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Dr. Laura Berman is opening about the loss of her 16-year-old son.
On Feb. 9, the New York Times best-selling author and relationship therapist spoke with Today's Katie Snow about the day she found her son, Samuel Berman Chapman, unconscious from an apparent overdose of fentanyl-laced Xanax pills that were purchased through Snapchat.
"I didn't intend for us to be on the news," she said while sitting next to her husband Samuel Chapman. "I just felt helpless. All I was thinking about is this couldn't happen again. And I was so furious and helpless."
She recalled the day she found her son unconscious in his room, after the teen "asked his dad for a cheeseburger."
"An hour later I went into his room," Berman remembered, "because we'd been talking about an internship for the summer that he wanted to do, and he was on the floor and gone."
Her husband further explained how they discovered Samuel used Snapchat to purchase the drugs. "This colorful menu came up with some man with a Twitter handle who was promising to bring it by your house. Each different drug had a different color, the way a kid would love to see it," he said. "And Snapchat is for the kids."
When the parents were asked if they thought their son knew he was ordering fentanyl, they both simultaneously shook their head and remarked, "No way."
Drug Enforcement Administration Acting Administrator Chris Evans explained the fentanyl-laced pills are "50 times more potent than heroin" and a situation his department "haven't really seen before and haven't really faced."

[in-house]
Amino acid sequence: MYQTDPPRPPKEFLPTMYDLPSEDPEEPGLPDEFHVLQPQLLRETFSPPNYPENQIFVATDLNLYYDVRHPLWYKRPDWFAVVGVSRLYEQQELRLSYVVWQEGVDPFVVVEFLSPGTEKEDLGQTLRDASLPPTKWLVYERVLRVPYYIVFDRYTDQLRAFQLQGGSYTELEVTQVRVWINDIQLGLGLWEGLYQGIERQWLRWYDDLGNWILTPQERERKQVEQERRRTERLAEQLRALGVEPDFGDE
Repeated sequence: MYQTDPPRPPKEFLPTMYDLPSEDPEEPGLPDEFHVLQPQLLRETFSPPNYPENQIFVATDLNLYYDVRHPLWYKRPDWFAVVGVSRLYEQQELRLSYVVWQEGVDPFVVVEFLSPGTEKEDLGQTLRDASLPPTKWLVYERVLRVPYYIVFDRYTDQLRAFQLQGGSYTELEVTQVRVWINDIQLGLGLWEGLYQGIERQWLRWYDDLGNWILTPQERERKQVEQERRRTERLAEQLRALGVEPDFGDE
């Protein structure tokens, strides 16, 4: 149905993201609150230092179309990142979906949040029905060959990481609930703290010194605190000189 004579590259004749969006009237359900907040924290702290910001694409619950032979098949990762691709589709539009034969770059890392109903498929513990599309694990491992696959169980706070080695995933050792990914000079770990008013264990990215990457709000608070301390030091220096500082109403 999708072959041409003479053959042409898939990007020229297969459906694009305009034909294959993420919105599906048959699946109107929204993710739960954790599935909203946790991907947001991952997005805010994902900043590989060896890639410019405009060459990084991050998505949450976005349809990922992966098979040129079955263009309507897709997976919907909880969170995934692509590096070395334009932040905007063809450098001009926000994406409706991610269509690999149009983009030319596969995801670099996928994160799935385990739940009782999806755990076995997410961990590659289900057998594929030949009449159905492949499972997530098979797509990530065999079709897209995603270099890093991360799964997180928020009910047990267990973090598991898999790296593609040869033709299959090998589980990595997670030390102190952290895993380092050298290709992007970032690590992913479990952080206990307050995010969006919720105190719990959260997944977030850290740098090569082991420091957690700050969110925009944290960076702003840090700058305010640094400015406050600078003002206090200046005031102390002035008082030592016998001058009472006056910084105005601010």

Dr. Berman's husband advised that if social media platforms "want to pretend to be responsible, this is a great place to change their behavior." He goes on to add that "Big Tech," like Snapchat and similar platforms, are "not taking its responsibility in helping the police find the dealer."
<blockquote class="twitter-tweet"><p lang="en" dir="ltr">On Sunday, relationship therapist Dr. Laura Berman and her husband lost their 16-year-old son to a drug overdose. Now they’re speaking out to warn about the danger of buying pills on Snapchat. <a href="https://twitter.com/tvkatesnow?ref_src=twsrc%5Etfw">@tvkatesnow</a> reports. <a href="https://t.co/Id5uKzyoOT">pic.twitter.com/Id5uKzyoOT</a></p>— TODAY (@TODAYshow) <a href="https://twitter.com/TODAYshow/status/1359131286720319489?ref_src=twsrc%5Etfw">February 9, 2021</a></blockquote> <script async src="https://platform.twitter.com/widgets.js" charset="utf-8"></script>
Snapchat released a statement to E! News following the announcement by Dr. Berman on her Instagram account, stating, "Our deepest sympathies are with the family and friends of Samuel Berman Chapman and we are heartbroken by his passing. We are committed to working together with law enforcement in this case and in all instances where Snapchat is used for illegal purposes. We have zero tolerance for using Snapchat to buy or sell illegal drugs."
(E! and NBC are both part of the NBCUniversal family.)